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Old 02/13/2019, 06:04 PM   #1
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Join Date: Feb 2019
Posts: 2
Complete Novice. Help?

hey, noobcoral here. I'd like to learn how to produce high quality corals but have 0 experience in this field. Can anyone help?

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Old 02/13/2019, 07:03 PM   #2
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Join Date: Sep 2003
Location: North Carolina
Posts: 19,263
Sure...plenty of us here to "help" others..
A good start may be to watch the "brs 52 weeks of reefing" series..
And learn all you can and ask questions along the way

Being blunt and having fun
Straight up INTJ
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Old 02/14/2019, 09:15 AM   #3
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Join Date: Sep 2014
Location: Pittsburgh, PA
Posts: 1,703
+1 on the BRS videos. They are very informative without being too overwhelming. There are alot of factors that go into producing high quality corals, but can basically be summed up into maintaining stable water perameters at or near ideal perameters, proper lighting for whatever coral you want, and proper flow. How you go about achieving this is where experiance and research come in.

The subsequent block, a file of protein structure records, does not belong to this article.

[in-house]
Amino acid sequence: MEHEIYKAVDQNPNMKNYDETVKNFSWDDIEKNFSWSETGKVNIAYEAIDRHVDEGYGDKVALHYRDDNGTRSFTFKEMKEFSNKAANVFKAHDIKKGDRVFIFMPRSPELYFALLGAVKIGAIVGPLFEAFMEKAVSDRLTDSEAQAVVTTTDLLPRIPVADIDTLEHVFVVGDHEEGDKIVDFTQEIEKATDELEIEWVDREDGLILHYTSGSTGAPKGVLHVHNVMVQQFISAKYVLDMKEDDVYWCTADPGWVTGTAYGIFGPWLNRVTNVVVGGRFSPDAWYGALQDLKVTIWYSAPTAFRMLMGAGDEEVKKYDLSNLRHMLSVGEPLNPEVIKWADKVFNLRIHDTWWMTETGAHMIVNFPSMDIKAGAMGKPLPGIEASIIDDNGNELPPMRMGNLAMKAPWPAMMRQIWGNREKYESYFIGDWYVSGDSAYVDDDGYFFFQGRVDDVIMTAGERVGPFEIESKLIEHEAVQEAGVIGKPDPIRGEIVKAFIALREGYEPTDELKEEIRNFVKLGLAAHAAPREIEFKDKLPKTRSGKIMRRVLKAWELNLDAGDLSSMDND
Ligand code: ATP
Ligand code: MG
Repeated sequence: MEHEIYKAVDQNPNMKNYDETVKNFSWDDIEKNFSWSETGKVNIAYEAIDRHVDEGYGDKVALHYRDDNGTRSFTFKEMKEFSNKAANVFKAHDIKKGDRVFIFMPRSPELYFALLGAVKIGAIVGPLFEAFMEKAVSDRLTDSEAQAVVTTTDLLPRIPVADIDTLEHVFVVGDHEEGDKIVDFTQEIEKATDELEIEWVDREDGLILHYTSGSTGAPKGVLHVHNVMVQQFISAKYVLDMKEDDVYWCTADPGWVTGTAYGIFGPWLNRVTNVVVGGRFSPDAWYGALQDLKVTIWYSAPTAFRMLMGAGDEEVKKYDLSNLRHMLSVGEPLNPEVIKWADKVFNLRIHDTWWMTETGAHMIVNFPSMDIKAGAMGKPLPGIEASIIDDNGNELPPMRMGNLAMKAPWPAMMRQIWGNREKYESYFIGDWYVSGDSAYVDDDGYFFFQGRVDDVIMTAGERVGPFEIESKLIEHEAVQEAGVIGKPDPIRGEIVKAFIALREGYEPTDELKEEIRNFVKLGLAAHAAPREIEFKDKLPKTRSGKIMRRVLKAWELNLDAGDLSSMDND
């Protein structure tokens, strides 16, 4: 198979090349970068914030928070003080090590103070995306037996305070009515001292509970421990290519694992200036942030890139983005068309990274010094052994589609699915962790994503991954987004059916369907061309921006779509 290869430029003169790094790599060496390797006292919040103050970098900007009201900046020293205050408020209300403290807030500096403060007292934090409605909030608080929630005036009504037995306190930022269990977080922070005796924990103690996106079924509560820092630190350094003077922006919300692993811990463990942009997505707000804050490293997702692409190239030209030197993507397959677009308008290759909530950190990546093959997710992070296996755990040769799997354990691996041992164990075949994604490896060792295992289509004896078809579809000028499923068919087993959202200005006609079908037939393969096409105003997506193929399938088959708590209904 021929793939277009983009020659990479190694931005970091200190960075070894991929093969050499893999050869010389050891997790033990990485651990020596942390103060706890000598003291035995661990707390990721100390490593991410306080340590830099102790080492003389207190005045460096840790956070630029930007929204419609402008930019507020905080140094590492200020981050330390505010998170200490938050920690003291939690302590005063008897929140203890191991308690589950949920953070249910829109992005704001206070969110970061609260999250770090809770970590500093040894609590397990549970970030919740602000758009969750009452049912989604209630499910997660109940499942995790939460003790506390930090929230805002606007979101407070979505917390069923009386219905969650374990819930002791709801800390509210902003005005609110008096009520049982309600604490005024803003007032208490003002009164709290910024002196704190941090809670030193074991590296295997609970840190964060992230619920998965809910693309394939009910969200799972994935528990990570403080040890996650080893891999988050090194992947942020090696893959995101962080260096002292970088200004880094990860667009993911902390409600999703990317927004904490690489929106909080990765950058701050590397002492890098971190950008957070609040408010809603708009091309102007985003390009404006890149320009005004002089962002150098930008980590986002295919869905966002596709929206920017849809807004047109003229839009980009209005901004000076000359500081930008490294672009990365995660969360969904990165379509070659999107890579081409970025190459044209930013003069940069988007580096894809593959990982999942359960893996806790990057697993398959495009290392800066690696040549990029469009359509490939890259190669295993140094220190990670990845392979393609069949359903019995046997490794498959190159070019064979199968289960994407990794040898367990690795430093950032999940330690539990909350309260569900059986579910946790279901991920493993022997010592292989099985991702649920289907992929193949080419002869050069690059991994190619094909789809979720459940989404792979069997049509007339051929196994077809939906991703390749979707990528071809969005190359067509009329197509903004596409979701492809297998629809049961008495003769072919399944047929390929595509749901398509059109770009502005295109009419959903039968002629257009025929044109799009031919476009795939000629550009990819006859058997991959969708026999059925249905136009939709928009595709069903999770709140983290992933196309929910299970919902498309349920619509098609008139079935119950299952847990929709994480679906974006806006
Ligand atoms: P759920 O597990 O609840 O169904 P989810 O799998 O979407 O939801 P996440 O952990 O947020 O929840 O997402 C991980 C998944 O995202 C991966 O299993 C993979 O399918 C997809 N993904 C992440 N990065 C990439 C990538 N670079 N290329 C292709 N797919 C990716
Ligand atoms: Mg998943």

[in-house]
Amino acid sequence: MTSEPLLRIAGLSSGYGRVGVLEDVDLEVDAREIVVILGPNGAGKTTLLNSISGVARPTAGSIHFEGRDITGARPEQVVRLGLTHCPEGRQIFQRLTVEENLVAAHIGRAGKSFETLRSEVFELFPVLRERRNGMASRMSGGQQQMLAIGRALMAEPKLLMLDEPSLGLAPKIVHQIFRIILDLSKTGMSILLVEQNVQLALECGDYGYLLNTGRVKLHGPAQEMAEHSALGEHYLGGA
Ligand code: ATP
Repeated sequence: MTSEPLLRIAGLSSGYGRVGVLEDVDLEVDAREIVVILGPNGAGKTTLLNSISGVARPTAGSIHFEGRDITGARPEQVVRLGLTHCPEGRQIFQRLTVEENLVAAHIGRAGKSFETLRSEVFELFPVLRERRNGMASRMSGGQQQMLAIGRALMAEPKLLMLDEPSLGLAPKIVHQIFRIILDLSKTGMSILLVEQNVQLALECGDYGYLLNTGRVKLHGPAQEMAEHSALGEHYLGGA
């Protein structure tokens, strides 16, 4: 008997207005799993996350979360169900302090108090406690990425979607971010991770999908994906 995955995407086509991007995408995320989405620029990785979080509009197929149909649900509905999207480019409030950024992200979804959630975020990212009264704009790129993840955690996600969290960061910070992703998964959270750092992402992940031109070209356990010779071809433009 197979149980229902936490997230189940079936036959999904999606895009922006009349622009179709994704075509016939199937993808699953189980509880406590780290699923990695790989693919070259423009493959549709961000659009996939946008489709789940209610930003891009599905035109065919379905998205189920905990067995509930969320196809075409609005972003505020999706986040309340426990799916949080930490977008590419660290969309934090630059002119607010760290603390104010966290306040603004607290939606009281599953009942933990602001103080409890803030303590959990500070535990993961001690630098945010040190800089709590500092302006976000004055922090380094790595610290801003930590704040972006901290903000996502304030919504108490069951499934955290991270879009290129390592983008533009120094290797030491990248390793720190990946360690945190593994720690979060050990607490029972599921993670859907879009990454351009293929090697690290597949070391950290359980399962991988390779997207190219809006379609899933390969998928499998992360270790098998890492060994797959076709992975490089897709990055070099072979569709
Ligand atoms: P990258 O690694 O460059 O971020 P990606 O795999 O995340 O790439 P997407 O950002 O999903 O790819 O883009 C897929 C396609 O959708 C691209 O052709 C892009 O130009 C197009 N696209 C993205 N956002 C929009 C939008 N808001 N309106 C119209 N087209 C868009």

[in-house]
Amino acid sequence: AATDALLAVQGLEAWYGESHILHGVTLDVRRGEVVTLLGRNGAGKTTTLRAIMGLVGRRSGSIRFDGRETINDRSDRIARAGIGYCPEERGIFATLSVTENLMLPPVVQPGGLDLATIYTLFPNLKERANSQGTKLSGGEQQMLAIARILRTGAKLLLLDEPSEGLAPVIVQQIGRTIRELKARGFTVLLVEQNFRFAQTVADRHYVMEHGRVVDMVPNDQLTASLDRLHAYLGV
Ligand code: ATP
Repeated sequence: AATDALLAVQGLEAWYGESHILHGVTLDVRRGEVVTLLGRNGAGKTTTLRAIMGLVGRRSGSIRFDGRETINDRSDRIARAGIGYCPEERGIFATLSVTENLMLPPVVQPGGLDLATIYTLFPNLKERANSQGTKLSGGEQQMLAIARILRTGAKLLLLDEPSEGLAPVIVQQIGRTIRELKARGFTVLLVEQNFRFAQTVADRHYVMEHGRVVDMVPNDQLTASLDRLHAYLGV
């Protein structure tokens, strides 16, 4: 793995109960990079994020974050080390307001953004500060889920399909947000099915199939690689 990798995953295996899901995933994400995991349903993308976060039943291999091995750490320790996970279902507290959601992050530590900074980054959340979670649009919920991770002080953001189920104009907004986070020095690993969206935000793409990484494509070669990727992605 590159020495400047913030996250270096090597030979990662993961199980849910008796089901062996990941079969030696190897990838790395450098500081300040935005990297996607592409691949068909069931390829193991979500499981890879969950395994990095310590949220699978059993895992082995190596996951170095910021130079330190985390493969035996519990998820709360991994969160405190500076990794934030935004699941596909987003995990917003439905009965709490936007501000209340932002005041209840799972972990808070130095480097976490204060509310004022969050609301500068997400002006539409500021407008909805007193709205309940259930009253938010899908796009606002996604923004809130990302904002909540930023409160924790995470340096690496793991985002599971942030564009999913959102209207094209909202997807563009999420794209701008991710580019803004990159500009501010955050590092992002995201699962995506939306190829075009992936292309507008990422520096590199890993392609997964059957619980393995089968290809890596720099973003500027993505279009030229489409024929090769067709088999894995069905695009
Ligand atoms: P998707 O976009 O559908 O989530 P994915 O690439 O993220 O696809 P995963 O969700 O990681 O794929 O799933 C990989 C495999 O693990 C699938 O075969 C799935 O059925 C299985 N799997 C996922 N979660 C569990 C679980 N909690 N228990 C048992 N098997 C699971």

Most important thing in this hobby is patience. With only a few exceptions, any changes or adjustments to your aquarium would be done very slowly. Coral can adapt to new conditions, but not quickly. Even a quick change in the right direction will likely cause corals to respond negatively. It's all about stability! Only bad things happen fast in this hobby. So take your time with it and have fun!

IMO, being forced to take things slowly keeps me more hands on and involved in the tank and I feel like I'm much more receptive to the changes that way. I feel more invested in my tank when I have to take care to make adjustments over a few weeks and watch for how the tank inhabitants react. It's all part of the fun of reefing.

Have fun with your new reefing hobby! it can be very addictive

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Old 02/25/2019, 01:07 PM   #4
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Join Date: Aug 2006
Location: Denver
Posts: 1,014
I'm going to echo what's already been said...

Take your time, make sure your tank has the right flow/lighting for what you're trying to grow, take your time, read, keep your tank as stable as possible.

I've had the best results with regular water changes, using Kalkwasser in my topoff water, and employing a good skimmer and lights. When you're adding new coral to your tank it's more important to consider the coral's needs and where the best spot is in your tank for it, rather than picking a spot that's pretty and re-adjusting your tank systems (pumps, lights). Oh, and do lots of reading. And, when you put corals in your tank take some time to watch them and verify that they're "happy" where you put them.

Do a good turn daily.

Current Tank Info: 58g Oceanic (Est. 2007)
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